by Aaron S. Richmond, Ph. D., Metropolitan State University of Denver As a standalone assessment tool, the Immediate Feedback Assessment Technique (IF-AT) has been demonstrated to affect student learning and students’ perceptions of the teacher (e.g., Brosvic et al. 2006; Slepkov & Sheil, 2014) and possibly improve metacognition (see Richmond, 2017). However, can IF-AT be combined with a cooperative learning activity… Read more »
In this blog, I discuss the metacognitive uses of Immediate Feedback Assessment Techniques (IF-AT). Such as calibration, metacognitive awareness, etc.
In this post, Jason Lodge argues that metacognition can help support student confidence while also helping to correct for overconfidence. He concludes, “it is vital that students develop metacognition so that they can monitor when they are wrong or when they are not progressing as they should be. If they can, then there is every chance that the learning experience can be more powerful as a result.”
In this post, Dr. Philip Beaman draws a parallel between different types of machine learning (supervised and unsupervised) and human metacognitive processes, with some evidence that “that meta-cognition under distraction benefits from distributing some of the relevant knowledge away from the head and into the world.”
In a previous post, Michael Serra considered the role of processing fluency within lab setting and found that ease of processing leads to learners overestimating how much they know. While this could potentially have implications for actual classroom environments, Serra concludes that “it seems that perceptual fluency is not a problem we should be greatly concerned about in realistic learning situations.”
In part one of a two part series, Michael Serra explores the relationship between processing fluency (e.g., easy to read large print text) and learning complex material. At least in the lab, “learners are often misled by feelings of fluency or disfluency that are neither related to their level of learning nor predictive of their future test performance.” Part two will consider the implications for classroom environments.
In this post, John R. Schumacher, Eevin Akers, and Roman Taraban observe that while note taking improves test performance, it does not improve calibration. They argue that students “need to be aware that waiting a short time before judging whether they need more study will result in more effective self-regulation of study time.”
In this post, Dr. Ed Nuhfer shares a proposed classification scheme for metacognitive self-assessment based upon magnitudes of inaccuracy of self-assessed competence.
Are Academic Procrastinators Metacognitively Deprived?
Roman Taraban and his colleagues share results of a study that examines how well students are able to accurately judge the accuracy of their knowledge, and whether or not the accuracy of their self-judgments depends upon how much they know.
In this post, Chris Was shares some of his research exploring the development of metacognition in young children. He finds that the difference between predicted recall performance and actual performance supports the hypothesis that metacognition is not a single skill that children have or not, but rather it is a complex of many skills and processes the children acquire through experiences and maturation.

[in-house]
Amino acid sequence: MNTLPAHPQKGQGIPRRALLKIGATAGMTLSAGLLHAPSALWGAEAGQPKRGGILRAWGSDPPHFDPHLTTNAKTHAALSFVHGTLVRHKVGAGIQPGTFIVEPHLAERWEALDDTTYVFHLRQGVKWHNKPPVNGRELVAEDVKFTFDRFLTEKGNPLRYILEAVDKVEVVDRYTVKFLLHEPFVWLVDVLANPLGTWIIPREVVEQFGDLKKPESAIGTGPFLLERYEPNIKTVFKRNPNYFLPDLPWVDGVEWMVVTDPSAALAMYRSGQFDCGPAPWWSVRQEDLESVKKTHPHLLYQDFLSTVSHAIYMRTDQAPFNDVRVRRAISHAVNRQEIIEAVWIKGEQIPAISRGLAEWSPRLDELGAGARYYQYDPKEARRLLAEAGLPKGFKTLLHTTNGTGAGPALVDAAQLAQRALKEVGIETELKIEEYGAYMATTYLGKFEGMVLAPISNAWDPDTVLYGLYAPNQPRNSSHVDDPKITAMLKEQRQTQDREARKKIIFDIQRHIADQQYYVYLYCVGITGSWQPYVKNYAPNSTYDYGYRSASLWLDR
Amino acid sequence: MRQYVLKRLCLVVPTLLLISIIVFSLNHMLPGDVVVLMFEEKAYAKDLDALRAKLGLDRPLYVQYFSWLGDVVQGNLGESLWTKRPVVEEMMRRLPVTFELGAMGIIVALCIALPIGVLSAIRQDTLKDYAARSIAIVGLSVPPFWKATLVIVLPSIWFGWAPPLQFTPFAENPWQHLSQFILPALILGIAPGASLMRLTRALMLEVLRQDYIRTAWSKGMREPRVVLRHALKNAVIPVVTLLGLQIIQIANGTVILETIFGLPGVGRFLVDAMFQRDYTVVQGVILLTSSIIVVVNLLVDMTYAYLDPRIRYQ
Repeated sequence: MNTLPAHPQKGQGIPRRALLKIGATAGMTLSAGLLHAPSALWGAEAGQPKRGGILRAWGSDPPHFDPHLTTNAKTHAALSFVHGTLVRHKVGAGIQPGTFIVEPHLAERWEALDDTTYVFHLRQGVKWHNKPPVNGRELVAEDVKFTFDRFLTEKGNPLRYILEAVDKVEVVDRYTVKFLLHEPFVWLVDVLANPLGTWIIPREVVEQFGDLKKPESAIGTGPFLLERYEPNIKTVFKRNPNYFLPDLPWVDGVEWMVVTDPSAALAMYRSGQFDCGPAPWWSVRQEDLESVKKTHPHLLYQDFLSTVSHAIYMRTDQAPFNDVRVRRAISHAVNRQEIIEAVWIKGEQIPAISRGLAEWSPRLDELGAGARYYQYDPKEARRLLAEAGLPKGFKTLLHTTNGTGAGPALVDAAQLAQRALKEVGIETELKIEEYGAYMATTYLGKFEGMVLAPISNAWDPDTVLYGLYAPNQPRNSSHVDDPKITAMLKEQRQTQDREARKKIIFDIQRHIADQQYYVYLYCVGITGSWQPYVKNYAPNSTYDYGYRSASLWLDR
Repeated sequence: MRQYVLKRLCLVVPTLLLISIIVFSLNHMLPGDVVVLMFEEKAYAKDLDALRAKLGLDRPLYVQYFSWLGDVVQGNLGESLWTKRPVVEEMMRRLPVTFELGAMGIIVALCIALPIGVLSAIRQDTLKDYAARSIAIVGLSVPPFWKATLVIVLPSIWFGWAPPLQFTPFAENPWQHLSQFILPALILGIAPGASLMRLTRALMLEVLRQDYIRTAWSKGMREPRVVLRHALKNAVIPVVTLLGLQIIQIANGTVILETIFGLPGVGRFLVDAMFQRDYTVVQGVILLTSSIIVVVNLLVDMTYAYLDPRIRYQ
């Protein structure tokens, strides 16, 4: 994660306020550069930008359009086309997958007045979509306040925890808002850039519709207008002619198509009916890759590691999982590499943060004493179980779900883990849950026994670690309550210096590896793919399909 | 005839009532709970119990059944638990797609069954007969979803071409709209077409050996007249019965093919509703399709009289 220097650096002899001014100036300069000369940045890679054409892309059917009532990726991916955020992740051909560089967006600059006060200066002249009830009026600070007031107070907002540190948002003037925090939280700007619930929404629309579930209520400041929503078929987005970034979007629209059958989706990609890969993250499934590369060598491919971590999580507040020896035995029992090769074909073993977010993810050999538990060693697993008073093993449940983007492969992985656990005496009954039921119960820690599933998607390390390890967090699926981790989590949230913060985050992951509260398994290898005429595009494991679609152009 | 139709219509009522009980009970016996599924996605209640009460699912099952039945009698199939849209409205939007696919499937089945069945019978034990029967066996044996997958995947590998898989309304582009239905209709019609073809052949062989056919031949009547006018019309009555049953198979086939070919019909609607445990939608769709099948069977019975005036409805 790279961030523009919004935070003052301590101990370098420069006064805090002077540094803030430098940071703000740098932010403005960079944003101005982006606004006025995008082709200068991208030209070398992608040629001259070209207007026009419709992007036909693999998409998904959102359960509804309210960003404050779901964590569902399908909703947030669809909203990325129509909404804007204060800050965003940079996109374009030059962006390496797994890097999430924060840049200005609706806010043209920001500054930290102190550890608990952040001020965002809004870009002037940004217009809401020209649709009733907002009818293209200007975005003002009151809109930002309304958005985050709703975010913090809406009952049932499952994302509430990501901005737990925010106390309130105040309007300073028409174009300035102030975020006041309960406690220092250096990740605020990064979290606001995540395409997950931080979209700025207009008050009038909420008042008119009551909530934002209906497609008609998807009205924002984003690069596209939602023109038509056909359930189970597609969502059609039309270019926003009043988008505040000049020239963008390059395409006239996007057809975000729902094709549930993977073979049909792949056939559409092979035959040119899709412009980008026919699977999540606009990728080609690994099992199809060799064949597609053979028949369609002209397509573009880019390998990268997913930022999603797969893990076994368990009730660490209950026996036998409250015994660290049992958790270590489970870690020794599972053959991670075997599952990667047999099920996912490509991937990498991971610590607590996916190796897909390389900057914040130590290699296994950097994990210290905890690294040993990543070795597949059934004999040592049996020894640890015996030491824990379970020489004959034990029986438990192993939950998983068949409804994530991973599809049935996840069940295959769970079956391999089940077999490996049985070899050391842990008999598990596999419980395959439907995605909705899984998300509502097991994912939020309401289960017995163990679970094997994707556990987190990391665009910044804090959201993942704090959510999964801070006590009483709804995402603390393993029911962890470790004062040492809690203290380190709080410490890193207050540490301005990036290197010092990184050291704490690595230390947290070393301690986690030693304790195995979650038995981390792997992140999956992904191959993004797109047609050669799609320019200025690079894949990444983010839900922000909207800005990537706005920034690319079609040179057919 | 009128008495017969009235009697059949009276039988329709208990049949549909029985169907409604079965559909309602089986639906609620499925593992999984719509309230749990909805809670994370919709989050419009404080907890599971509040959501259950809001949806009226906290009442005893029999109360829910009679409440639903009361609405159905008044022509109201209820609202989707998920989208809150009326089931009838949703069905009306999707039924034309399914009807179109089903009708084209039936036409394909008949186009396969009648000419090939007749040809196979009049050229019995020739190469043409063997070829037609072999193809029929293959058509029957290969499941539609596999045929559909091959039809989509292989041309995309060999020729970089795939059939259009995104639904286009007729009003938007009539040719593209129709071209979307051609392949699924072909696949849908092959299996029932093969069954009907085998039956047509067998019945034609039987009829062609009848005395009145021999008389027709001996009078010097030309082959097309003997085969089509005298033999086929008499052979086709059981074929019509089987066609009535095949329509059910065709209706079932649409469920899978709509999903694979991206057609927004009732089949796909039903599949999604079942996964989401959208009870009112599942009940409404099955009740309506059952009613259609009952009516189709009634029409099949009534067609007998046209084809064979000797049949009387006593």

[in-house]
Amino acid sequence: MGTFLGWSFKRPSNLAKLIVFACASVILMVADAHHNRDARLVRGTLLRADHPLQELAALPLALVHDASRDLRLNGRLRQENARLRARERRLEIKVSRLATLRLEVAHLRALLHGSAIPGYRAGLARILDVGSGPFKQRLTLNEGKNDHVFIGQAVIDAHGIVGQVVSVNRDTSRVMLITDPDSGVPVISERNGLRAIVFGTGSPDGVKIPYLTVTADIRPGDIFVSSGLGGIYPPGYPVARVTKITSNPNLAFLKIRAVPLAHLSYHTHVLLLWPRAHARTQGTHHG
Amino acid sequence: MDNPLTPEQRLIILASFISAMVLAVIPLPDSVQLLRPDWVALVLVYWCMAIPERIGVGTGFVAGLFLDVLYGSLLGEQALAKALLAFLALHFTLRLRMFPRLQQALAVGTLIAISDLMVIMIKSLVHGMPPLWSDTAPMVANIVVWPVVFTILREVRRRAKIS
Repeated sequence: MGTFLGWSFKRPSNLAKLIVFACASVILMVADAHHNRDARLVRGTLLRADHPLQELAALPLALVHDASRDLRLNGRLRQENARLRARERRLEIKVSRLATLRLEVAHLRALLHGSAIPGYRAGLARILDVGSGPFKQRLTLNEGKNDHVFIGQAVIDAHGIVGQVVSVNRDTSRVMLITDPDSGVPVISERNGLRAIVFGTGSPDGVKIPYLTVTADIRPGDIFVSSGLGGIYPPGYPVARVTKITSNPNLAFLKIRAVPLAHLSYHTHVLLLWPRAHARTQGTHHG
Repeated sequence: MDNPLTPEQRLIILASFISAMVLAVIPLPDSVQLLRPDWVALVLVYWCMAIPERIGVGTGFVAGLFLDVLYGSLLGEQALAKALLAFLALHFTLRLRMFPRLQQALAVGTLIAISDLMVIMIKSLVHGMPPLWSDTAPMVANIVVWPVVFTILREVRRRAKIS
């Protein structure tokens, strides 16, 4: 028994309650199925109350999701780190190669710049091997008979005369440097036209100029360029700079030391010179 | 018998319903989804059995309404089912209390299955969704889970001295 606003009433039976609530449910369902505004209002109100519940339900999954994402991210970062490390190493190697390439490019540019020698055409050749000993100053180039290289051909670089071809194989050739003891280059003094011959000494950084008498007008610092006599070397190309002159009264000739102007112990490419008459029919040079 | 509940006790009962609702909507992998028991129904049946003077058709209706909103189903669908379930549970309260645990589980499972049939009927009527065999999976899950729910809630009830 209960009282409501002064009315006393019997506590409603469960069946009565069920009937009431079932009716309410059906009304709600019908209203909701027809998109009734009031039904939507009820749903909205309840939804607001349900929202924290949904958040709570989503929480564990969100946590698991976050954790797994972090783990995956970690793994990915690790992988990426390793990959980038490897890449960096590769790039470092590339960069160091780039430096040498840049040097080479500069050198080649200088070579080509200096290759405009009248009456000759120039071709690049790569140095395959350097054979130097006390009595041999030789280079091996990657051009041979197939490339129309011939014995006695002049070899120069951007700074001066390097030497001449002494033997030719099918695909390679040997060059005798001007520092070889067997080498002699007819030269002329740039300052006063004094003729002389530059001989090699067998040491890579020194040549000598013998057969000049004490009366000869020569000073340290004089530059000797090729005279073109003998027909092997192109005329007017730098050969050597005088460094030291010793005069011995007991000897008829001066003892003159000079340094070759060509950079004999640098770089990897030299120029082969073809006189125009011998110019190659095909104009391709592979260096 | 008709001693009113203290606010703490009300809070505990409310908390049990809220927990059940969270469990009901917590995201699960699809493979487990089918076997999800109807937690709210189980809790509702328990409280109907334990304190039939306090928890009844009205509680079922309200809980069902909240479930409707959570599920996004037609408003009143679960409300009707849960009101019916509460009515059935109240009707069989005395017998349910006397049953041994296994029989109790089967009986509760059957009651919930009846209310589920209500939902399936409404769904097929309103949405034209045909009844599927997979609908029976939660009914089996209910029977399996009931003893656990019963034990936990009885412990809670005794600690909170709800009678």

Dr. Stephen Chew argues that, without metacognitive awareness, attempts at scaffolding may only create overconfidence in students without any learning. He uses the example of exam reviews to support his argument and follows with some ideas he has for intertwining metacognition with scaffolding in order to maximize its benefits.
by Antonio Gutierrez, Georgia Southern University In a recent meta-analysis of 67 research studies that utilize an intervention targeted at enhancing metacognitive awareness, Jacob and Parkinson (in press) argue that metacognitive interventions aimed at improving executive function processes are not as effective at improving student achievement as once believed by scholars and practitioners alike. In essence, the evidence in support of… Read more »
This sometimes humorous article by Justin Kruger and David Dunning describes a series of four experiments that “that incompetent individuals have more difficulty recognizing their true level of ability than do more competent individuals and that a lack of metacognitive skills may underlie this deficiency.” It also includes a nice review of the literature and several examples to support their study…. Read more »
Kristen Chorba and Chistopher Was explore the connections between work in neuroscience on executive function and pedagogical work on metacognition. Both processes serve similar functions (evaluation and problem-solving) and lead to activity in similar portions of the brain. Chorba and Was invite us to bring these two areas of research together and suggest that “executive functions and metacognition may be largely the same process.” What do you think?
Antonio Gutierrez questions the assumption that conditional knowledge (e.g., when, why, where, and how a learning strategy applies) is related to calibration (e.g. self-monitoring, self-regulation). While the literature presupposes a link between them, Gutierrez calls on us to investigate the connection.
“The target articles make significant advances in our understanding of students’ judgments of their cognitive processes and products. In general, the advances are relative to a subset of common themes, which we call the four cornerstones of research on metacognitive judgments. We discuss how the target articles build on these cornerstones (judgment bases, judgment accuracy, judgment reliability, and control) and… Read more »